What is important to remark is, the entire difference of relationship in which the saints are put with Christ: we belong to Him, go to meet Him, appear with Him, are glorified together. The practical result is, not merely to clear up a question of dates and of time, but to change the whole spirit and character of our waiting and Christ’s coming. We wait for Him to come and take us to Himself, the full realisation of our heavenly calling. There are no events connected with our relationship with Christ. We have no need of judgment to participate in blessing under Him; we go out of the midst of all events to meet Him above. The Jews and the world are delivered by judgments. Hence they must await the course of events and the full ripening of earthly evil for judgment; for the day will not come before. Hence, we find in the Psalms the appeal for judgment and the times of it, the declaration of the overwhelming character of evil, and the cry to God to shew Himself and render a reward to the proud. The church on earth has no need to seek this; she belongs to Christ, and will be caught up to heaven out of the evil.

I add a few words on another passage suggested to me as one by which difficulties have been created in some minds, really desirous of the truth. I mean the connection of chapters 4 and 5 of first Thessalonians. I confess it does not affect my own in any way; but as it does the minds of others, it is well to notice it. The difficulty, if there be any, arises from a serious confusion in the minds of those who make it—the very confusion into which the Thessalonians were led, namely, taking tribulation for the day of Christ. For the day of Christ, Christ must appear. Let us only keep this clear in our minds, and all these difficulties vanish.

The Thessalonians looked so earnestly for Christ’s coming, with no further knowledge of the. manner or order of it, that they thought believers who had died, and perhaps died even for Christ, would not be there to meet Him. This mistake the apostle corrects. He tells them that they must not grieve as those without hope; that they would not be left out of the cortege of glory; that Christ would bring them with Him. He then explains to them the manner, and shews that it is by their resurrection, which would take place before even the then living ones are changed; and when this is also wrought by divine power, all would go up to meet Him in the air, and so they would be for ever with the Lord. This parenthetically explains the manner by express revelation. They will go up to meet Him—subsequently, as we have seen from Colossians, appear with Him when He appears. The parenthetical part merely gives the association of the saints with Christ Himself, which is our proper portion.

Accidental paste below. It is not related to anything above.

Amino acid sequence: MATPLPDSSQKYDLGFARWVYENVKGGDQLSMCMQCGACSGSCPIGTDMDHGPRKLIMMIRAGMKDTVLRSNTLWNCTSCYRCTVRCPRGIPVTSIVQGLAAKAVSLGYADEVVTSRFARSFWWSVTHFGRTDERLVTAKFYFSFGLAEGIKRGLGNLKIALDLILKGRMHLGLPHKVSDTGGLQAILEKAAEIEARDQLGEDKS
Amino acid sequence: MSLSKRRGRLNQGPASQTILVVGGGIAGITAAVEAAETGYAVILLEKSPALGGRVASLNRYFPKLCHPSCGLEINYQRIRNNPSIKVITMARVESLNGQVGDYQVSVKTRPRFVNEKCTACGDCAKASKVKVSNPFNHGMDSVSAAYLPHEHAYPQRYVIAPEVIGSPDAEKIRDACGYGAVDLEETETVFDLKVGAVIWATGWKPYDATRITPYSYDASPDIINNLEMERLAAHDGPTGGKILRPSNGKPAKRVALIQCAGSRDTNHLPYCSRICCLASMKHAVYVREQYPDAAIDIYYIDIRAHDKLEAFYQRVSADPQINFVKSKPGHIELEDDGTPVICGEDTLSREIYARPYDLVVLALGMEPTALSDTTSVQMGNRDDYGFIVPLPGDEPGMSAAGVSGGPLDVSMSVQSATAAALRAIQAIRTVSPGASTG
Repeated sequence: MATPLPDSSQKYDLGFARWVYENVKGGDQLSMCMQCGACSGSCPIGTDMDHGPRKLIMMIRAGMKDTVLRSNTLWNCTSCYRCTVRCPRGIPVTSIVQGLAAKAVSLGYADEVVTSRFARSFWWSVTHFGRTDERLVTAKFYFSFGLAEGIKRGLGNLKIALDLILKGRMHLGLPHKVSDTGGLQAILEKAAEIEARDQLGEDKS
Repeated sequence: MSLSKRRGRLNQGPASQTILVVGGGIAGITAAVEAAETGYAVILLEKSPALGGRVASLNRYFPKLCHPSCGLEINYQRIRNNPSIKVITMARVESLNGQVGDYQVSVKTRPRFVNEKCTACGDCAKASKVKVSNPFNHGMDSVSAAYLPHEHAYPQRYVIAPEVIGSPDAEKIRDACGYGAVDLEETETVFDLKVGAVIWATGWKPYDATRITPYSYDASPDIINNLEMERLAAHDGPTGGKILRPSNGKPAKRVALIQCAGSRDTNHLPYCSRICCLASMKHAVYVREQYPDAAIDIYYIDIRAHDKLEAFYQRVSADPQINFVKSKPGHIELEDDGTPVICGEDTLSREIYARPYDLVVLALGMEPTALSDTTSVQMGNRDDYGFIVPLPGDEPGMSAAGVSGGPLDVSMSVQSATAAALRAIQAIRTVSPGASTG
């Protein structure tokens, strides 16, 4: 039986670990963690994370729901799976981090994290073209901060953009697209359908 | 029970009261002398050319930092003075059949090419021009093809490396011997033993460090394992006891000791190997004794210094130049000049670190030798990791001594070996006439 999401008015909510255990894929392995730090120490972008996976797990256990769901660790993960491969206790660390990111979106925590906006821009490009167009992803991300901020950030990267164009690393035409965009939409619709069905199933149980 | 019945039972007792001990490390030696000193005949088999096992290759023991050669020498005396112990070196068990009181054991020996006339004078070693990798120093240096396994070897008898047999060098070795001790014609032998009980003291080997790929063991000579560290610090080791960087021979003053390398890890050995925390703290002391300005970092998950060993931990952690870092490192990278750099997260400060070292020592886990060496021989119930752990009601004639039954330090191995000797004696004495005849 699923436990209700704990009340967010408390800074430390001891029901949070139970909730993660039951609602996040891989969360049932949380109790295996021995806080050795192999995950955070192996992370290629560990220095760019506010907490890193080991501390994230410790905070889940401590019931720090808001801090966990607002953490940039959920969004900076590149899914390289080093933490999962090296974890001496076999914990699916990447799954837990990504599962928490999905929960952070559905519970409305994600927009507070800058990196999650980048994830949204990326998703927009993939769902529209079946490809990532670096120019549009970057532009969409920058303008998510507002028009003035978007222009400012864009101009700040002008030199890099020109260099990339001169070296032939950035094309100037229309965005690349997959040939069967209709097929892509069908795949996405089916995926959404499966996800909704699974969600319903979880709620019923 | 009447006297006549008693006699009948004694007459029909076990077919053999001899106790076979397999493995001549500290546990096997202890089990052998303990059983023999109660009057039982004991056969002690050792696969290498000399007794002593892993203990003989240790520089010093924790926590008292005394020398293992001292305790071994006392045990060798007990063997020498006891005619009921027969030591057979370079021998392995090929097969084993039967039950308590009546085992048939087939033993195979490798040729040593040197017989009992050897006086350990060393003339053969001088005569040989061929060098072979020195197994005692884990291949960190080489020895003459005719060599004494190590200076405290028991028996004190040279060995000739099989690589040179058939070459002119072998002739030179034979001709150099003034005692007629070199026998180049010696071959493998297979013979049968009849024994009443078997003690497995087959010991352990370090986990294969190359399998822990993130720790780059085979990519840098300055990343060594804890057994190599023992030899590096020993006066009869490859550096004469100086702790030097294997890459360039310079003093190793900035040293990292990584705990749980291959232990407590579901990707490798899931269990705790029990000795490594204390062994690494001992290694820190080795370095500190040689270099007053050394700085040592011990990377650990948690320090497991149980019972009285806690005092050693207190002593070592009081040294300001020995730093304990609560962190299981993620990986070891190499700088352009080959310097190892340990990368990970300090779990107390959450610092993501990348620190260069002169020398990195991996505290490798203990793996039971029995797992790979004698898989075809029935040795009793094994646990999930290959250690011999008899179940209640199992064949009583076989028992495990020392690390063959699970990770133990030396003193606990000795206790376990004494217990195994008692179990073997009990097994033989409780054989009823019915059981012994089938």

But he had said, as a general truth, in answer to their fears, that God would bring them with Christ. This leads him naturally to the general subject. He had no need to speak of times and seasons. The Thessalonians knew perfectly that the day of the Lord so cometh as a thief in the night, and when they (the world) say Peace and safety, sudden destruction would come upon them, as travail upon a woman with child; he adds, “But ye, brethren, are not in darkness that that day should overtake you as a thief: ye are all children of the day.” It is alleged that the apostle could not have said that the day would not overtake them as a thief, if they were not to feel liable to be in some sort overtaken by it. Now, if the teaching of the apostle be examined, even in the place, there is no possible ground for this: for the day of the Lord Christ must appear. But he had just taught them that they were to be caught up to meet Him in the air and be brought with Him. That is, he had taught them what made it impossible to suggest that the day could overtake them in any way or manner whatever. They were of the day, so to speak, as he indeed says, “ye are children of the day,” “let us who are of the day.” This passage says nothing of not being in the tribulation—we have treated that point already; but the objection confounds the tribulation and the day which really closes it. The tribulation is Satan’s power (though God’s judgment in woe); the day is Christ’s, who makes it and binds him. But the passage speaks not at all of the tribulation, though it supposes nothing of the kind; but it does speak of the day of the Lord, and with instruction as to the portion of the saints, which shews that it can have in no way whatever to do with them. They are of it and to come in its power. All it says is—The day will overtake them as a thief: but it will not overtake you, for ye are of the day. It says nothing of times and seasons, but negatives the application of the well-known truth to them.